Easier Coastal Prevention and Responses to Large-Scale Marine Pollution Incidents
▶ KRISO develops amphibious oil removal equipment for cleaning up large-scale onshore and shoreline oil spills
▶ Minimizing marine pollution damage by quickly and effectively responding to marine oil spills
< Driving performance test of the prototype for large-scale coastal and shoreline-adhered oil spill recovery equipment (Mallipo beach, Taean) >
□ It has now become possible to respond more quickly and effectively at coastal shorelines during events of expansive marine pollution incidents.
□ The Korea Research Institute of Ships & Ocean Engineering (President Hong Key Yong, hereafter “KRISO”) announced that it will be holding a demonstration of its amphibious recovery equipment on May 24th. The newly developed recovery device can easily maneuver across the coastline to quickly remove and recover spilled oil during events of major offshore oil spills.
< Schematic exterior of the prototype for large-scale coastal and shoreline-adhered oil spill recovery equipment >
□ Over the last 5 years, an average of 258 large and small oil spill incidents occurred annually in Korea. When the spilled oil is washed onto the shore, it adheres to gravel or sand, making the response and clean-up even more challenging. Coastal clean up and prevention responses require much manpower and time. If the oil spills require longer time for cleanup, the environmental pollution will likely become more severe and serious as the oil seep into the ground.
□ Considering these marine pollution incident characteristics, KRISO has developed amphibious recovery equipment that can quickly remove the thick layer of oil waving towards the coasts and those that have adhered to the shorelines.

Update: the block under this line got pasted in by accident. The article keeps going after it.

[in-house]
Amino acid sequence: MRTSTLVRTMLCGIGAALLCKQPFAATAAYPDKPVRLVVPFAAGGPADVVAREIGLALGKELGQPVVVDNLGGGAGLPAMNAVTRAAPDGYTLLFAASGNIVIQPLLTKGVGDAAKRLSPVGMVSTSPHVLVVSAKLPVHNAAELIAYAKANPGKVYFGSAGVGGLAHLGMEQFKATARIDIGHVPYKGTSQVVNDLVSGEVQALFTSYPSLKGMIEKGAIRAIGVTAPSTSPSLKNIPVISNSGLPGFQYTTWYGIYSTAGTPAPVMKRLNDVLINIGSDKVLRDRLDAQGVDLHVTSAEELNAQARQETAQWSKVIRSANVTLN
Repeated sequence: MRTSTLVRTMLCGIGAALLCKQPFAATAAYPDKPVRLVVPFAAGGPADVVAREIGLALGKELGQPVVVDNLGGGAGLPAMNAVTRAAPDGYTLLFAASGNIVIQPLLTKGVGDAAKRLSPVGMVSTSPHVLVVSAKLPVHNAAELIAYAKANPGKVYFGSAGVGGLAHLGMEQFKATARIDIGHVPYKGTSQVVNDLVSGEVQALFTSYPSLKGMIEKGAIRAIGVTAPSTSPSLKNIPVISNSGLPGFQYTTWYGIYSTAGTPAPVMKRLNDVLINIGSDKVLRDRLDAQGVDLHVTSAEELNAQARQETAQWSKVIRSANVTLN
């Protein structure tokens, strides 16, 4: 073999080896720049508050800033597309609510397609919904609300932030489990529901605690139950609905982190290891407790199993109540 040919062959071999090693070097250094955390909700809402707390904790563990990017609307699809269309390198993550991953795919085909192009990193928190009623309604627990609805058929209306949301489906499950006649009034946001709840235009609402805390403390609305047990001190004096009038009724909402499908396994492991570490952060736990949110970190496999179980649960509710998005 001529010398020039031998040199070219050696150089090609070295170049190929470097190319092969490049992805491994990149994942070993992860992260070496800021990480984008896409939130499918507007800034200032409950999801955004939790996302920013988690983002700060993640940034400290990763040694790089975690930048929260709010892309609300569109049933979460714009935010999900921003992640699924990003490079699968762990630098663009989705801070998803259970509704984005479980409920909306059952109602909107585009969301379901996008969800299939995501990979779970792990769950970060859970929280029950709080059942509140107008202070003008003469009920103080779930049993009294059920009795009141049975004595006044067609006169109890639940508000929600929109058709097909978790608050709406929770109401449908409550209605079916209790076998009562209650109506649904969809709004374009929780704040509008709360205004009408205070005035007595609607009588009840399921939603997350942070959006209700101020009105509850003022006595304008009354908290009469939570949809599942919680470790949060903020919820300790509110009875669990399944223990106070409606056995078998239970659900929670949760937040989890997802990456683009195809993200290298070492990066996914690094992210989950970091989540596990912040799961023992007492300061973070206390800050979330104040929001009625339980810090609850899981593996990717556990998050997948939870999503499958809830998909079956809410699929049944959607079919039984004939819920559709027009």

< Detachable floating and adhered oil recovery unit: 4 types >
□ The developed equipment consists of a caterpillar track that can operate on shallow sea waters, sandy beaches, and gravel fields, as well as four types of detachable recovery units to ensure adequate response and cleanup operation for different oil types, climate conditions, and water depths.
* Detachable recovery units: brush recovery unit, weir screw recovery unit, scraper recovery unit, and rotary scraper recovery unit
□ The oil recovery equipment boasts an operational performance of more than 20 m3/h (for in shore) and 2,000 m2/h (for shore adherence), at least 50 times faster than manual human labor. It also doesn’t generate secondary waste, such as used oil-abosorption pads that are used to wipe off oil that has adhered to the shoreline. Furthermore, the machine is equipped with a heating device to allow the recovery of high-viscosity oil, which enables seamless cleanup work even during the winter season.
□ Lead researcher Choi Hyuk-jin at KRISO commented, “KRISO will continue to develop various prevention and response equipment, including small manned and unmanned units, by leveraging on the source technology secured during the development of the latest amphibious recovery equipment, and will largely contribute to the revitalization of the related industries by transferring the technology to the private sector.”
□ Representatives from relevant institutions, including the Korea Coast Guard and Korea Maritime Environment Management Corporation, will take part in the demonstration event. The event is expected to demonstrate key features of the amphibious recovery equipment prototype, including the recovery of oil that has washed onshore or which has adhered to the shoreline, as well as its driving performance on soft coastal grounds.
□ KRISO President Hong Key Yong explained, “Oil spillage at sea can spread quickly due to rapid currents and winds, where the damages can be severe. We expect that the newly developed amphibious recovery device can help us perform quick and effective response and cleanup actions on the coast during events of large-scale oil spills.” He also promised that “KRISO will continue to lead the development of core technologies that can safeguard the lives and safety of the people and the marine environment.”
< Oil recovery performance tests: adhered oil (left) & floating oil (right) >